This entry is part 8 of 8 in the series Wild Research


Horde Magic is a spectacular variant of Magic. I might even say that it is my favorite format, if I can call it a format, to play. You can find the rules and article that kicked Horde Magic off here. The beauty of Horde Magic is that there are almost no deck construction limits or rules. There are suggestions like all Horde spells cannot be countered, but if your buddy only has a legacy deck and you only have a standard deck there is no reason you cannot team up to vanquish the Horde. I have also found there are almost never games where the players get mad or complain about how the game played out. When you lose to a player-less stack of cardboard, all of a sudden people seem to be alright with the idea of losing. In fact, I have frequently witnessed a desire to play again because they are sure they know how to beat the Horde next time. Any format that drives people to play it more when they lose is great!

Building a Horde is a similarly unique and interesting project. Most Horde decks revolve around tokens that share a theme. The origin of the format was a zombie Horde though you could equally build a Horde for any other tribe or theme. You could extend the idea of zombies to include all undead. This is more or less how my friends built the first tiered Horde deck. We thought the idea of a zombie Horde would be fun, so everyone grabbed all of their 2/2 zombie tokens. It turned out that between all of us we had 20-30 tokens, no where near the target 60 we were looking for. So we branched out and looked at what black creature tokens we had a lot of. We ended up deciding to use 1/1 regenerating skeletons, 2/2 zombies, and 5/5 flying demons. Between the three groups we had nearly 60 tokens with which to build the Horde. Originally we may have tried a game or two with all of the tokens shuffled together randomly, but quickly realized that a pair of demons on the Horde’s first turn was almost unbearable. Read the rest of this entry »

This entry is part 7 of 8 in the series Wild Research

In today’s installment of Wild Research, we will put the spotlight on one of my decks. This particular deck is one of my favorite experiments I have ever concocted. The deck was conceived in the midst of an arms race in one of my play groups. After the Commander product was released, many more people at my local game store started to play EDH. A month or so later, several people had decided EDH was not for them and given up, but everyone else started to tune and tweak their decks. Eventually an arms race ensued; cards like Myojin of Night’s Reach, Jin-Gitaxias, and Vorinclex became regular and recurring elements of our games and the meta game shifted to nearly all mid range control decks. The average game became a staring contest for 15 turns until someone dared to try to oppress the rest of the table. I quickly got bored and frustrated playing these games.

My first solution was to try the “if you can’t beat ‘em, join ‘em approach”. I tuned my decks to play a less interactive game of hand sculpting and two card combos. I was still dedicated to the idea I should be winning my fair share of the time. In short, this solution failed miserably. If anything, I hated playing more than I did before. I thought some more about the games, how they played out, and what I did not like about them. First I did not like the staring contest to 15 mana. Many of the decks were sculpting their perfect hand and waiting until they had enough mana to play out their whole win condition in one turn and have mana to protect it. More or less everyone was ignoring the early and mid game and waiting for the late game. I had already experimented a little bit with being an early aggressor, but this just focused the whole table on my demise. Second I hated feeling like I had to win all the time and getting frustrated when I could not. I am a very competitive person unless I deliberately focus on not winning. So I set out to build a deck that would only win by accident and launch the whole table from the early game to the late game as quickly as possible. Group hug naturally rose to the top of my good ideas list. Read the rest of this entry »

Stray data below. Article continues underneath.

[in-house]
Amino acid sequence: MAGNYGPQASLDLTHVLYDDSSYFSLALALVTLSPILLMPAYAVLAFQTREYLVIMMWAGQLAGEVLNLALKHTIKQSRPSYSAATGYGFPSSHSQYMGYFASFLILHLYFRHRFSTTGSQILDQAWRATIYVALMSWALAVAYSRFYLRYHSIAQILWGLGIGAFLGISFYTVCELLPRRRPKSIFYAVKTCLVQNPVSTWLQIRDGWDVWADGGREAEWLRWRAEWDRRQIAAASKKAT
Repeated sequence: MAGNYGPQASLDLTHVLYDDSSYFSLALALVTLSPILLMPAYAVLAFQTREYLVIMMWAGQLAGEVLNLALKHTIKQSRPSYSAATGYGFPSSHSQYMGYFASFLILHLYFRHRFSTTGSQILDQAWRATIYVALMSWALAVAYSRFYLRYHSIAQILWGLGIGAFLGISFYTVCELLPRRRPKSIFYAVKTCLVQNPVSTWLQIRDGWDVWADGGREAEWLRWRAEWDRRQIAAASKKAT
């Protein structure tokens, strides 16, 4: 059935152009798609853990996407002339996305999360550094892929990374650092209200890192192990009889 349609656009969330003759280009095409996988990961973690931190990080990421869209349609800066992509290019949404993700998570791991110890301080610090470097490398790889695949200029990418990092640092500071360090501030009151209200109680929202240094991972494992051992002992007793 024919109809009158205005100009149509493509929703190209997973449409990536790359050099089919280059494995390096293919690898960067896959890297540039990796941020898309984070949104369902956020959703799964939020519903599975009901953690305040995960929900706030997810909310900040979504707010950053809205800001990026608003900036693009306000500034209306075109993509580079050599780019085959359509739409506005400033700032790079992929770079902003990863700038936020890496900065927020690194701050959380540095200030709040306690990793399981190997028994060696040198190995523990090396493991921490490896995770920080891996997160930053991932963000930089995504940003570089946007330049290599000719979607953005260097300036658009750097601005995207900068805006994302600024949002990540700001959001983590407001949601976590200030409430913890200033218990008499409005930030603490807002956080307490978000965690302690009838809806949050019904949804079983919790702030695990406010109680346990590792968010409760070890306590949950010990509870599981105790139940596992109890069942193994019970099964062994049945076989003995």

This entry is part 6 of 8 in the series Wild Research


Welcome to this season’s last installment of Wild Research. It has been a hell of a ride getting here, but I made it. Before I wrap up the duel deck project, I want to thank you all for taking the time to bother reading my direct and not very flavorful writing. Life has proven to be exceptionally busy this summer and fall between work, school, writing, and my other obligations. Your comments are the only thing that kept me struggling to get articles out at 11PM in a hotel room 800 miles from home. Similarly I want to bring to your attention just how much work and dedication it takes to produce content on any kind of regular basis. We are all extremely lucky to have Andy and the rest of the CommanderCast crew working diligently to make all of this possible and I am thankful for the opportunity to write for you all. That should be about enough sappy crap for a while, it is time to get to business.